In 1995, under Law 9.140, those persecuted for being involved in political activities during Brazil’s dictatorship (1964-1985) were granted compensation. The law also allowed for the families of those who disappeared after being taken into government custody between 1961 and 1979, to have their loved ones officially recorded as deceased. In São Paulo director Tata Amaral’s latest film, Hoje, the lead character Vera is one of those indemnified family members.
As the widow of one of the disappeared, Vera uses her husband’s compensation to buy an old apartment in downtown São Paulo. This is where we find her, eager to resume a ‘normal’ life, dealing with practicalities like organising her move.
When a man suddenly appears in her apartment, his identity and relationship to Vera are a mystery until it is revealed gradually that he is her husband Luis, who has reappeared after an almost 30 year-long absence.
Hoje is not a drama-filled soap opera. There are no jaw-dropping theatrics during the surprise reunion. The emotions are intense but subtle – words that aptly describe Tata Amaral’s work.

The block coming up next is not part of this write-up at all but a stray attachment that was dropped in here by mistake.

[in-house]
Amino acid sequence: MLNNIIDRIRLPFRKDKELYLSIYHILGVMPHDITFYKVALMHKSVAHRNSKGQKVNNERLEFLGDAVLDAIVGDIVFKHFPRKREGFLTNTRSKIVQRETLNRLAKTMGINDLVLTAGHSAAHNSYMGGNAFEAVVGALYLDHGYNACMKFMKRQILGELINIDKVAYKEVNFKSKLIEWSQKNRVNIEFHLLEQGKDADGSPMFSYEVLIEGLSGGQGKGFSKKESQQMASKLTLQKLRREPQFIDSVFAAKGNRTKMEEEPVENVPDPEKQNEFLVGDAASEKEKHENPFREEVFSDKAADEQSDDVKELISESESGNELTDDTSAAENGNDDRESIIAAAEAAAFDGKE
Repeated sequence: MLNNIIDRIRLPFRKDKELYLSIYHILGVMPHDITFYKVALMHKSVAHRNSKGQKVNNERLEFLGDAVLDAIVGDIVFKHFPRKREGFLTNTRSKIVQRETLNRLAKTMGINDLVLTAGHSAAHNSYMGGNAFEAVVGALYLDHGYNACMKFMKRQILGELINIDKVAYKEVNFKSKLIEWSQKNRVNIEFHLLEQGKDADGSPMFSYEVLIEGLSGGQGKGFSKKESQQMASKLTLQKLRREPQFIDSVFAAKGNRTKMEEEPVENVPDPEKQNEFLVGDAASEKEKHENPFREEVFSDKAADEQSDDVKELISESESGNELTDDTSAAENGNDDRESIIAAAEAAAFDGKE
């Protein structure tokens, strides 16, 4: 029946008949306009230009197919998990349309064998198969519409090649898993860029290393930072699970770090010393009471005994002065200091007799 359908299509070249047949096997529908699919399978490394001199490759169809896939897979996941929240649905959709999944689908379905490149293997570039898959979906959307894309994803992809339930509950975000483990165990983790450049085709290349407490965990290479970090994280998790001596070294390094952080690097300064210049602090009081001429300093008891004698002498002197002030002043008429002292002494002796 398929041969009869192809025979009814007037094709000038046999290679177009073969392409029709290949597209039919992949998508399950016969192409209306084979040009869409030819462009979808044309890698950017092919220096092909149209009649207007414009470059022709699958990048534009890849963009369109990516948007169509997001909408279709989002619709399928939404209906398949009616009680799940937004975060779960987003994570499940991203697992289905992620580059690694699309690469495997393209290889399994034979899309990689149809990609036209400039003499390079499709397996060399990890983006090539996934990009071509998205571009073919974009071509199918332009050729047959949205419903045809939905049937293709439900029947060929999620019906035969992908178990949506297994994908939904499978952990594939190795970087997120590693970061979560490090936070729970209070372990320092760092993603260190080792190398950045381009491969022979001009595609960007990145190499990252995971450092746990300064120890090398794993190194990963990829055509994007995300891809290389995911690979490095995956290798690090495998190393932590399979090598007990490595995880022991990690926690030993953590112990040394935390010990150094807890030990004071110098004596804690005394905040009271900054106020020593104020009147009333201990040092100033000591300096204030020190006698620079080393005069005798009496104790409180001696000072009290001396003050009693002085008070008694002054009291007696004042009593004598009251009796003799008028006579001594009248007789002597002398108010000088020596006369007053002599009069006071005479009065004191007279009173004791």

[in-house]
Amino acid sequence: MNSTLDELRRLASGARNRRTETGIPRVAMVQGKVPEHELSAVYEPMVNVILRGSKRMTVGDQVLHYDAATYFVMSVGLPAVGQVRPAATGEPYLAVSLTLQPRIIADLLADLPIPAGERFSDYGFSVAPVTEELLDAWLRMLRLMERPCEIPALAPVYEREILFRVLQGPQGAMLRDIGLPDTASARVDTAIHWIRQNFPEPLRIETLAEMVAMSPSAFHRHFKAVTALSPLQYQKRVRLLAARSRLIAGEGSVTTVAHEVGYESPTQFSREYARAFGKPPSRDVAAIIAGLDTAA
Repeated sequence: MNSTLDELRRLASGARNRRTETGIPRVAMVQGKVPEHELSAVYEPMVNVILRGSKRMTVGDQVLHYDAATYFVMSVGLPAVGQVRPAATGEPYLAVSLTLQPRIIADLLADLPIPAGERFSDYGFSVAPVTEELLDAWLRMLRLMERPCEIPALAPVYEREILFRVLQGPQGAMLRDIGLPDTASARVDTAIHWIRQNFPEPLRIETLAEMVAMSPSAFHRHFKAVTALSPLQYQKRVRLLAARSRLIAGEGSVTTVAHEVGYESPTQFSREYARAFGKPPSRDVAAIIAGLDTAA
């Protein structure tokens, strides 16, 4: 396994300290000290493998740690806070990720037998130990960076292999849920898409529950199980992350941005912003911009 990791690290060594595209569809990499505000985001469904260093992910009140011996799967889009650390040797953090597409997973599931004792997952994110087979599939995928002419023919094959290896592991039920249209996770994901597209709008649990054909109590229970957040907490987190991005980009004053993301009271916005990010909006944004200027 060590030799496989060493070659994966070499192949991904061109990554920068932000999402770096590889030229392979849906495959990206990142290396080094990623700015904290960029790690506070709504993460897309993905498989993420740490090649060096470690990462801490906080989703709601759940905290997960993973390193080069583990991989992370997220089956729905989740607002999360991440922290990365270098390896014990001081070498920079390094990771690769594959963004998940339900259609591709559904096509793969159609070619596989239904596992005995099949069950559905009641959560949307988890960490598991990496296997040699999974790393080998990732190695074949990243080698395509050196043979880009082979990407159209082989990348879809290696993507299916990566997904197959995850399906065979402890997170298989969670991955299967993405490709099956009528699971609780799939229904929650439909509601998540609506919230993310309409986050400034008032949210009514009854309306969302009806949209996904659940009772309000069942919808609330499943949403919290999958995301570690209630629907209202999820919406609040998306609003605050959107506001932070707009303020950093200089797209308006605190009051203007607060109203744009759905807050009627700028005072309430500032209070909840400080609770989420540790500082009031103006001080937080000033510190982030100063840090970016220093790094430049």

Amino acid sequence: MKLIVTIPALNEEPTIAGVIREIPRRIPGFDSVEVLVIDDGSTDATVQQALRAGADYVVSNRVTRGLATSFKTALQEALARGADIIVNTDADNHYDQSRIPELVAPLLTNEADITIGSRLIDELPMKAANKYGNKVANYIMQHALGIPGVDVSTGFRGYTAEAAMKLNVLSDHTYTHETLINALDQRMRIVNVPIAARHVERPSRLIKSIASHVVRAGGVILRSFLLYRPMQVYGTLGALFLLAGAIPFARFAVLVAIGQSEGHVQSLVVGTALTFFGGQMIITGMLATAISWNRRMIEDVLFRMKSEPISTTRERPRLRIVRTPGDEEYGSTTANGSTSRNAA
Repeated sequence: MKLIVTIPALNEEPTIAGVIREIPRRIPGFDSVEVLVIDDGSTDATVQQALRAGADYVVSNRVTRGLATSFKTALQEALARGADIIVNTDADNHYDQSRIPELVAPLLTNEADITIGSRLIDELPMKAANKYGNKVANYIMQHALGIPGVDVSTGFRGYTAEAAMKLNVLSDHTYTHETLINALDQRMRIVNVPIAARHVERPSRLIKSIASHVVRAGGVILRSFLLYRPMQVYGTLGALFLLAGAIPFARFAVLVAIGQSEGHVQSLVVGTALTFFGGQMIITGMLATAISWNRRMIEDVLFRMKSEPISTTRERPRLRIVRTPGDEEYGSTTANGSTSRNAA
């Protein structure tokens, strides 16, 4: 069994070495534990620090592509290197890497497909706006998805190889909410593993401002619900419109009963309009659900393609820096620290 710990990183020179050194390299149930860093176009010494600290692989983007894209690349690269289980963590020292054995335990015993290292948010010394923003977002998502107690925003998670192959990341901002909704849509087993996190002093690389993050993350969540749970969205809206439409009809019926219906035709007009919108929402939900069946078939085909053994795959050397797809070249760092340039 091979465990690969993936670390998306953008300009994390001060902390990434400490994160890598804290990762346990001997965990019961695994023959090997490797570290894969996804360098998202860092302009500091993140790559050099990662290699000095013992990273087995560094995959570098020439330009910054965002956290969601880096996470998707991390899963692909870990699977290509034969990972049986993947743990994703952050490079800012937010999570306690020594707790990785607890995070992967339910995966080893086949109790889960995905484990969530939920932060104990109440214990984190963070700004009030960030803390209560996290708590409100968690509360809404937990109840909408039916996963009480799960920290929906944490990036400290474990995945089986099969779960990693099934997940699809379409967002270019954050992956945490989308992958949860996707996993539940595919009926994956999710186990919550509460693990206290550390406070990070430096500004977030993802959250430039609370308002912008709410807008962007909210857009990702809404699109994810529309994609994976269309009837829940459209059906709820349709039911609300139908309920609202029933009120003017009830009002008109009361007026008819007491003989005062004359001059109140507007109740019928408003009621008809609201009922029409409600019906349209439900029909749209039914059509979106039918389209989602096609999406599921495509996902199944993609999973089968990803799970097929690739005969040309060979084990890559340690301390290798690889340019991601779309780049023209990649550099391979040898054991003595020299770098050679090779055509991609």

The remainder of the movie is made up of dialogue, memories, sexual tension, and catharsis. The obvious questions are never answered: where had Luis been all this time? How did he find her at the apartment? Amaral creates doubt as to whether Luis has in fact returned, or if his appearance is some sort of psychological manifestation.
Projected images of newspaper clippings on walls add to the narrative layers of the film. The love between Vera and Luis is touching, beautifully portrayed by the talented Denise Fraga. However, in a movie largely centred around the dialogue between two characters, native Portuguese speakers may find the Uruguayan actor César Troncoso’s performance somewhat jarring. Indeed, a non-native speaker like Troncoso seems an odd choice for the role.
Hoje is both powerful and delicate, exemplifying Amaral’s cinematography, which includes Um Céu de Estrelas (1996), Através da Janela (2000) and Antônia (2006).
Set entirely in one location – Vera’s apartment – Hoje has a special type of poetic feel. Occasionally, however, its slow theatrical pace and the pared-down, no-frills look can feel a bit strained. But for fans of slower films, Hoje is an easy-to-digest delicacy.